James Waddick
Fri, 27 Jan 2006 14:46:33 PST
Dear All;
	Feel free to delete this repetition.

	I wrote a bit for the Alpien L group about Rohdea. It is only 
vaguely rhizomateous, so it's inclusion here is a bit iffy. Thought 
some of you might find a glimmer of info. So I am sharing unless your 
hate it, then just dump it.

Dear All;
	It is 'that' time of year. The days are slowly, agonizingly 
getting longer, but not nearly fast enough. The temps are 
unseasonably warm and as we wander the garden there are shades of 
brown and tan everywhere. There are some exceptions - the hillside of 
deep dark green Hellebores, but that's another story. And the 
infinitely small 'pips of Galanthus, Narcissus, Adonis... One plant 
stands out from all others; Rohdea japonica.

	There seems to be too little written in praise of this plant. 
It is easy as anything we grow. From seed or divisions, single plants 
form bold clumps that stay evergreen down through -0 F and now the 
bright red berries are an added bonus in an otherwise dull garden. We 
have only had it defoliate during our record cold season of -23 F 
(-30C), but the plants survived and bounced back with new foliage. 
This year the Rohea were untouched by our winter low of -5F and the 
foliage is green, rich and lush.

	I have been collecting the bright red berries and planting 
seed. Most fruits have 1, 2, or 3 seed, but an exceptional fruit has 
up to 5 seeds. They are large, pearly and firm.  Planting just buried 
in pots or scratched into the ground, seedlings are produced quickly 
in spring and do not need fussing even here.

	This is a collector's plant from Japan where it is known as 
'Omoto' and available in dozens or hundreds of named cvs. It is a 
plant of subtle to outrageous variation. The common, cheap and basic 
variety has flat foliage up to a foot or so in length and a couple 
inches wide in large loose fans, but from there anything goes. 
Variation is from a minimal white or yellow edge to longitudinal 
striped foliage and even spotted forms all called 'clouds'. Naturally 
there a white tipped or 'Akebono' form too.  The leaves may be 
crinkled long-wise into ridges (called dragons) which may make up the 
entire leaf - pure corduroy.  And of course you can find almost  any 
combination of clouds and dragons, in sizes from dwarf to large. And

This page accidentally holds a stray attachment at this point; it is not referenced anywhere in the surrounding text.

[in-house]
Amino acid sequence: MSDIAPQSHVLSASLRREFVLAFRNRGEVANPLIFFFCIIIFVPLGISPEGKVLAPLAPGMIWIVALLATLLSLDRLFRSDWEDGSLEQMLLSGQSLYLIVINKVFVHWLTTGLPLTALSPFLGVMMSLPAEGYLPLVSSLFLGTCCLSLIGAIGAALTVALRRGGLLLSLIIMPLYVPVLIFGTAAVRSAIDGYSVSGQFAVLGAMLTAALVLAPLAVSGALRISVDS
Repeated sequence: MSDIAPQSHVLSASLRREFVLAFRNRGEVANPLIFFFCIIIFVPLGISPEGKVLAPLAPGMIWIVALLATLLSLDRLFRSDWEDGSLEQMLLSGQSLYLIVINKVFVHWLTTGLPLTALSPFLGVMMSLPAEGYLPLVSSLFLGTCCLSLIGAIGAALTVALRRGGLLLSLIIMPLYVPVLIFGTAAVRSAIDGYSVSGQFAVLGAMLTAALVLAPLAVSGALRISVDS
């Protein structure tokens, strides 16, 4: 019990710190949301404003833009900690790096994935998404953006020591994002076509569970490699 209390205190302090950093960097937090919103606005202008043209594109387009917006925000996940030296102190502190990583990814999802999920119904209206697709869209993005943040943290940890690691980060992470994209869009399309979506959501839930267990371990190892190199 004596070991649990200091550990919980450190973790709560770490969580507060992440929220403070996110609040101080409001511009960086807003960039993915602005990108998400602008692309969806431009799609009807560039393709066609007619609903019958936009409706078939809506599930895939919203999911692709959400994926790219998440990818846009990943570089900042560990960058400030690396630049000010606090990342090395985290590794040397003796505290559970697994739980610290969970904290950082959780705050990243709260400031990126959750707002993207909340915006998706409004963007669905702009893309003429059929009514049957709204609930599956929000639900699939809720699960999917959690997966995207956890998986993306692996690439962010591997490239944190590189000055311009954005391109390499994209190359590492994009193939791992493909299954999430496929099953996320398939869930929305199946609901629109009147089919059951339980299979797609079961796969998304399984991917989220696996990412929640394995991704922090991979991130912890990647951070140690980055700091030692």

don't forget the narrow linear leaves versus wide rounded leaves and 
the exaggerated bent, twisted and convoluted leaves (called Lion's 
head) combined with clouds and dragons to an almost infinite variety.
	As these variation become more pronounced the plants are 
higher in price, slower to propagate and harder to locate. A few US 
catalogs regularly offer a few special forms at $100 or more and in 
Japan there is almost no limit to the price for the most extreme 
specimens of Lion's Head with clouds and dragons. The Japanese 
classic gardener would carefully cultivate these treasures in a 
certain form of pot made just to show them off.

	All are equally hardy or those I have tried, about a dozen 
forms. I'd get more, but they are getting beyond my wallet's worth. 
But even a small variety of different forms, sizes and variation can 
have an impact in the winter and spring landscape.  Their small 
flowers are not worth pursuing.  I've probably planted 100 seeds of 
half a dozen forms and fingers are crossed for some clouded and 
bedragoned, lion-headed progeny. Wish me luck.

	Incidentally, Rohdea is 'probably' a monotypic genus in the 
Lily Familiy, but it is close to and may just 'drift' into the much 
larger genus Tupistra found widely across temperate Asia. I have 
tried and killed a few species, but the hardiest has been T. 
chinensis - the true species, not what is sold as 'Eco China Ruffles' 
with soft tender foliage. More of these are coming into gardens too.

	If you check the literature, you will read it is somewhat 
tender and used to routinely be listed as Zone 9 or 10, but as more 
people try this in northern gardens, it is found to be quite hardy 
and an absolute necessity in the winter garden.  So any one have a 
Lion Head Rohdea that needs thinning?

	If you haven't tried Rohdea, get some for a prominent, but 
lightly shaded spot in the winter garden. It is most satisfying this 
time of year.

		Best wishes from spring feverish	Jim W.


	Thanks to my computer literate partner, here's some pictures 
of Rohdeas taken yesterday, Jan 26, 06.

	This is an assortment of pictures of various cvs to show 
their leaf condition in my Kansas City, Missouri Zone 5 mid-winter 
landscape. I think the foliage generally looks great, especially when 
you compare it to that of some Hellebores, Epimedium and others 
shown. There are a few brown tipped leaves, but every brown tipped 
leaf is among the oldest. I think they can keep foliage from one to 
the next, so some of these oldest leaves are more than 1 year old and 
thus subject to my summer AND winter climate extremes. This winter's 
low has been -5F.

	Hope to get your comments about the foliage

Dr. James W. Waddick
8871 NW Brostrom Rd.
Kansas City Missouri 64152-2711
Ph.    816-746-1949
Zone 5 Record low -23F
	Summer 100F +

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